CMON is helping, though I don't think the painting community is their main focus. The Crystal Brush is huge and they have teamed up with smaller competitions do offer Crystal Brush Qualifier awards. It's great that they do that, but I think the focus is more on promoting Crystal Brush rather than developing more painting competitions. Another group here that's working hard to develop painting competitions are the guys at WGC and the Draconic Awards. They've teamed up with a bunch of tournaments (mostly out west, but some on the east coast too) and are creating a circuit of painting events. They're working hard to bring in both gamers and competition painters. Right now the shows are still small and mostly local events. If they continue to grow (which I hope they do), they could very easily fill the gap left by Golden Demon. However, they still have a long way to go. Other than that, you've got Reapercon, Gencon, CMON Expo, etc. But winning a trophy at those just doesn't seem to have the same weight as winning a Golden Demon.

  6. #6

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    Most people of a certain age were introduced to the hobby by GW, and golden demon is theirs so as Bailey says for a long time gamers had only heard of it.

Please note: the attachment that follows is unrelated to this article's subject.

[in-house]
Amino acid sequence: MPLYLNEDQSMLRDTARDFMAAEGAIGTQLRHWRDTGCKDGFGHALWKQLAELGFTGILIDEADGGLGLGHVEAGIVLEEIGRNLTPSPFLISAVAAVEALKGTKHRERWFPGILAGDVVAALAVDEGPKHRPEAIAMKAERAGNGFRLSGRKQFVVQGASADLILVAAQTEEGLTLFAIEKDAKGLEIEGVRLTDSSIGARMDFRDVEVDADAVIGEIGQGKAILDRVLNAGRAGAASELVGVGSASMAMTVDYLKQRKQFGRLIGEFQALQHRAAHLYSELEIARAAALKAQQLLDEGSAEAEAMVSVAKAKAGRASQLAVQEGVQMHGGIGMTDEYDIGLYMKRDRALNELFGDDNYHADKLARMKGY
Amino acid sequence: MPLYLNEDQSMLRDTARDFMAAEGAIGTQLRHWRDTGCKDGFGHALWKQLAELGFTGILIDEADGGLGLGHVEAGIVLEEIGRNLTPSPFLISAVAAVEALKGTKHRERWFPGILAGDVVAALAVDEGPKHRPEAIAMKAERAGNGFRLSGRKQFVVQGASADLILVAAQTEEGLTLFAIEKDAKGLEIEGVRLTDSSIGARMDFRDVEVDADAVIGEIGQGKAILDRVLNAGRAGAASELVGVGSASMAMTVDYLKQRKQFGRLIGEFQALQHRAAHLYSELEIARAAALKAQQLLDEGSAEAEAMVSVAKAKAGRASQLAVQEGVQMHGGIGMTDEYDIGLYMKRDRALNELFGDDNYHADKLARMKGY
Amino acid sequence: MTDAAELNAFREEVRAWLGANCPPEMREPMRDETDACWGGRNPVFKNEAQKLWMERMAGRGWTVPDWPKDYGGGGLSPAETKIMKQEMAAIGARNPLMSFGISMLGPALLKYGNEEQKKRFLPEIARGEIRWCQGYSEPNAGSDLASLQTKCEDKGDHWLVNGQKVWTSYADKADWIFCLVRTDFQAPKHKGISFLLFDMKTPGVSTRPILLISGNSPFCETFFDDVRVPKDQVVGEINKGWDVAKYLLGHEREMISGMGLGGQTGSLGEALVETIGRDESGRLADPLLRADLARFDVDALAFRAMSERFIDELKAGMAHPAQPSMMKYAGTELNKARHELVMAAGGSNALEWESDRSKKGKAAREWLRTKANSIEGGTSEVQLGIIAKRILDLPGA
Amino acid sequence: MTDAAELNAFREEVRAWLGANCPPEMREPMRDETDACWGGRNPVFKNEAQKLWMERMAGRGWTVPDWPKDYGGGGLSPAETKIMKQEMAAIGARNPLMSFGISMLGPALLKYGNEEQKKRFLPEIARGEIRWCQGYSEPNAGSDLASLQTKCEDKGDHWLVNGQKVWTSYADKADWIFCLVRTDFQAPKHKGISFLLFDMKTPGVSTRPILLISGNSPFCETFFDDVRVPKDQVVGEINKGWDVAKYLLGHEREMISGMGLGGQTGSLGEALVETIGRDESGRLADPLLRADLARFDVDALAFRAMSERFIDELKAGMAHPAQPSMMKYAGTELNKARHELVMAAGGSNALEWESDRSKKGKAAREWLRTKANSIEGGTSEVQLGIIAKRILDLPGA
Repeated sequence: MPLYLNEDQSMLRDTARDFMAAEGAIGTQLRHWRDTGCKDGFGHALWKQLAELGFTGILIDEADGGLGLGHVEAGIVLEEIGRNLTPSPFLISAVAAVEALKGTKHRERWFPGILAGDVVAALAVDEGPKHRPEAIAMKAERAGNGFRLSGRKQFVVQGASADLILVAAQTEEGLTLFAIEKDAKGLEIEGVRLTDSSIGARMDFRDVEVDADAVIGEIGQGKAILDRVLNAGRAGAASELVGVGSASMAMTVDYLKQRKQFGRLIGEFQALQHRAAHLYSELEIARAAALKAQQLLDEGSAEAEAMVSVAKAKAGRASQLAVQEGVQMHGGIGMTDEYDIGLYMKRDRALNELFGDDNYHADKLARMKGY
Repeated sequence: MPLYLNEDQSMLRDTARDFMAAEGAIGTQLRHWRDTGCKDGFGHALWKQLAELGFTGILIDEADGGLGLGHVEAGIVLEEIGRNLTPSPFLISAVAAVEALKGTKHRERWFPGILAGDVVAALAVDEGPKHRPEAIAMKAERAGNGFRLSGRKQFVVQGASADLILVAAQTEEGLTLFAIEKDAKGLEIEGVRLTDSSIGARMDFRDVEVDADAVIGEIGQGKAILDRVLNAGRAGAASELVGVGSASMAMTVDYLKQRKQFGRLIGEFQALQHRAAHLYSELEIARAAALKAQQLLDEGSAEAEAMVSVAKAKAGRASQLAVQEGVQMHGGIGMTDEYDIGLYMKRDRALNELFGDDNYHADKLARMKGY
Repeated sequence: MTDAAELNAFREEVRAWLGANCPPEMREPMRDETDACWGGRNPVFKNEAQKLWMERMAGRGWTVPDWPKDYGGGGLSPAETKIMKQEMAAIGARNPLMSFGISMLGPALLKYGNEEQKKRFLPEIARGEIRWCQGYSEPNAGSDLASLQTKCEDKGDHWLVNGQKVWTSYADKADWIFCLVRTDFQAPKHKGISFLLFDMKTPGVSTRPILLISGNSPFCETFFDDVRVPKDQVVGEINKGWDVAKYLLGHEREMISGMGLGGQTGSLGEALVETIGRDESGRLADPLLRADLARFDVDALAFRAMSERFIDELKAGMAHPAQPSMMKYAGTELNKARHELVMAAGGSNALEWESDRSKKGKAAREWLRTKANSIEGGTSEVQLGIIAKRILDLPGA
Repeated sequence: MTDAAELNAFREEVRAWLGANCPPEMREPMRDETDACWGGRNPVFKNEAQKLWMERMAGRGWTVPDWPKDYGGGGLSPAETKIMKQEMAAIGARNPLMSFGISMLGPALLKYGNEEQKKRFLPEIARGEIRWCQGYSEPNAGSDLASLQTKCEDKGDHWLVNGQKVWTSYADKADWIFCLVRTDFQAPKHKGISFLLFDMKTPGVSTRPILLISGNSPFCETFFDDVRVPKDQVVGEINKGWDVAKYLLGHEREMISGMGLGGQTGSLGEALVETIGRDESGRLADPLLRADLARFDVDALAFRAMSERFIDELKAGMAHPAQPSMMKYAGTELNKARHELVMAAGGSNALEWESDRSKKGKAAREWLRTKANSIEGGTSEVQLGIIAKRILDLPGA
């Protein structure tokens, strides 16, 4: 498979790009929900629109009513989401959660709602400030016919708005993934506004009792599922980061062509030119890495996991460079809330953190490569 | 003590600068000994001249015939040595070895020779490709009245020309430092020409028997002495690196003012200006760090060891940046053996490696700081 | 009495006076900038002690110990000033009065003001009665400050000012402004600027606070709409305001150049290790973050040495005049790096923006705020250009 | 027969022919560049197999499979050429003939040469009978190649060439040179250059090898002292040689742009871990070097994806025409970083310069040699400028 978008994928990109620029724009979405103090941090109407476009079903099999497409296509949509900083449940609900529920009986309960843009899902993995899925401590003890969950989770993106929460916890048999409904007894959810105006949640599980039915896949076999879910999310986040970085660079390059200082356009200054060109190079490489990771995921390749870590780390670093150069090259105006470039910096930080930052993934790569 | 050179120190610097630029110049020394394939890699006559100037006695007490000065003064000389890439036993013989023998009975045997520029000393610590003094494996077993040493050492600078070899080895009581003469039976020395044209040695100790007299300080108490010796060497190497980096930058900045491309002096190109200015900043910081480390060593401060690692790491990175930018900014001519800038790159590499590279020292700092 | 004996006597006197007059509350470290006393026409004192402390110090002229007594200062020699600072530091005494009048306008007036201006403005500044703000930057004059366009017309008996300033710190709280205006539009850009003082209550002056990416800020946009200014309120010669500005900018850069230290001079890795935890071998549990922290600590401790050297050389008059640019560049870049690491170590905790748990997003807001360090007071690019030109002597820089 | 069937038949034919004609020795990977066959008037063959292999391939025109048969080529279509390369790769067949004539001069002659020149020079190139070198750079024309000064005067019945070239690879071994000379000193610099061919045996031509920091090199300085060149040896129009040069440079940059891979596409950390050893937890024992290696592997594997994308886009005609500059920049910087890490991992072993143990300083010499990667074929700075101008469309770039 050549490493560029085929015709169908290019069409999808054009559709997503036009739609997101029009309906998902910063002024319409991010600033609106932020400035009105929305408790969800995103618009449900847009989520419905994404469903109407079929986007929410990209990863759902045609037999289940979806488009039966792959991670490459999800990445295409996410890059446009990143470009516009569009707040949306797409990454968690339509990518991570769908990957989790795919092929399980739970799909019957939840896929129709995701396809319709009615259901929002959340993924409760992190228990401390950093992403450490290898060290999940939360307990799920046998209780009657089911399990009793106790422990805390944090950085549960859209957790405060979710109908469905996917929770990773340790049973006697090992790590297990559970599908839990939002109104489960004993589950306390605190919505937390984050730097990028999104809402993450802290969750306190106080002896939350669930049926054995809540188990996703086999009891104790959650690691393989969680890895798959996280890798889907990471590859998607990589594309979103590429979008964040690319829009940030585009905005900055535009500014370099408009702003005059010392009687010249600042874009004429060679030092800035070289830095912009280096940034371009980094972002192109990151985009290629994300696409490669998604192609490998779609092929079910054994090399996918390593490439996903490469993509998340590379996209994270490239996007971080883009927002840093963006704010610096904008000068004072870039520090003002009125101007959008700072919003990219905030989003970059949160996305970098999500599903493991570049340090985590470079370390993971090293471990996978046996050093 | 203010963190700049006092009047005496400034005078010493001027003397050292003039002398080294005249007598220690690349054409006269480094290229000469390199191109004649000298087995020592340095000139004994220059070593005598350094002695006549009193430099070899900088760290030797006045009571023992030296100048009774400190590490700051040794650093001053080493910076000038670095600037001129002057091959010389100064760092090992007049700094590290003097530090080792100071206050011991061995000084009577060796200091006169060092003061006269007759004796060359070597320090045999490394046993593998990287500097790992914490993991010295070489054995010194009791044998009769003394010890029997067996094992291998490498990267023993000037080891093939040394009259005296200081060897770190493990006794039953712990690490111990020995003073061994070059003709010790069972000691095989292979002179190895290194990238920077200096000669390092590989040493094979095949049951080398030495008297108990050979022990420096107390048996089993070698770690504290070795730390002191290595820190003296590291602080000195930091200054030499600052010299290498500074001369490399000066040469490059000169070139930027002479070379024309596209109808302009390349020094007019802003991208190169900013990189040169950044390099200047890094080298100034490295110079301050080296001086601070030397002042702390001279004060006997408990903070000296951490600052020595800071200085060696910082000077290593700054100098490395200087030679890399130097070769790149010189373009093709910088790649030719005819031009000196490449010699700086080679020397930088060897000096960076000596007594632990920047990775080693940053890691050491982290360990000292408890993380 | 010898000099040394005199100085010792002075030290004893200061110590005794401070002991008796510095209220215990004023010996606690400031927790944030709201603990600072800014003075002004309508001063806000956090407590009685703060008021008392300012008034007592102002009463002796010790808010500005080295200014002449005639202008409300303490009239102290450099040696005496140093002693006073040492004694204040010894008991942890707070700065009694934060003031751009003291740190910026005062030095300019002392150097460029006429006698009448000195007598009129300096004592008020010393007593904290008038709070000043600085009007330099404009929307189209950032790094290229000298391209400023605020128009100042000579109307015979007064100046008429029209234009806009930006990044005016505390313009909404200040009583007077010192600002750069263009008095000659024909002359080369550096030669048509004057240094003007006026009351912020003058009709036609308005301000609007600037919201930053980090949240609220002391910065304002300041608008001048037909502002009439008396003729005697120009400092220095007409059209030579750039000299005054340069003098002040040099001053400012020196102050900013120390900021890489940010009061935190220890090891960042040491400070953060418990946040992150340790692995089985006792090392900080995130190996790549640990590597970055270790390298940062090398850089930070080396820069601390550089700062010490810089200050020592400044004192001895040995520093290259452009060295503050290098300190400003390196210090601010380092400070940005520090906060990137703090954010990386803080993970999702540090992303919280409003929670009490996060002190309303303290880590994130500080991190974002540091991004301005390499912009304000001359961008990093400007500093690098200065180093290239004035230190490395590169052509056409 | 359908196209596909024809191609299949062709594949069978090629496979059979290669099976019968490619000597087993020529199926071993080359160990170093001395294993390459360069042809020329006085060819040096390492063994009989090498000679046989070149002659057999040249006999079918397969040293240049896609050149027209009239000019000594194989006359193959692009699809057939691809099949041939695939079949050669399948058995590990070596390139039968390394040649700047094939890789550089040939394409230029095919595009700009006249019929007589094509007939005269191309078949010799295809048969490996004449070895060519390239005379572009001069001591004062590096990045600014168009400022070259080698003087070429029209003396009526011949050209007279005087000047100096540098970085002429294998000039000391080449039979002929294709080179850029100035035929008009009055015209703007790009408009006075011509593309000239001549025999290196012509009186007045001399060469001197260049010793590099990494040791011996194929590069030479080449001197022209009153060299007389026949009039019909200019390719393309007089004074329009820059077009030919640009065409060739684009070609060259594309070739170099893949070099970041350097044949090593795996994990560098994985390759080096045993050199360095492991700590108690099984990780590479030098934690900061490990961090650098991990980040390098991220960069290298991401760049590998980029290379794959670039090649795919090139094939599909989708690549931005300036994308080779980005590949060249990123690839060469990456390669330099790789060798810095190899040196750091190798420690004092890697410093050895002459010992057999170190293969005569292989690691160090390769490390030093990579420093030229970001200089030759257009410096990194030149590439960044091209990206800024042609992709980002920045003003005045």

It's only when you get seriously into painting you realise there are other VERY high standard competitions all over the world.

    Maybe now that GD is only back in the UK it will make the demon more prestigious than before seeing that there more top painters fighting over them?
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  7. #7
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    Default

    Quote Originally Posted by ten ball View Post
    Maybe now that GD is only back in the UK it will make the demon more prestigious than before seeing that there more top painters fighting over them?
    I'm not going to hold my breath on that Lee.
    Don't forget Golden Deamon is a "One trick pony" show being only a GW product showcase.
    Euro, Monte San Savino showcase talent not product.
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  8. #8

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    World Expo would be the biggest thing, I'd say.
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  9. #9

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    Quote Originally Posted by Ritual View Post
    World Expo would be the biggest thing, I'd say.
    This.

    Overall winner is a big deal in any of these competitions I think.

    Shame they cheapened the Slayer Sword, it used to be a very nice sword.

  10. #10

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    Quote Originally Posted by Bailey03 View Post
    Meanwhile in Europe it seems like the painting community is much more united. People may still have their preferences on figures, but the community at least recognizes each other. At least that's my impression, I don't know for sure since I'm over here in the US.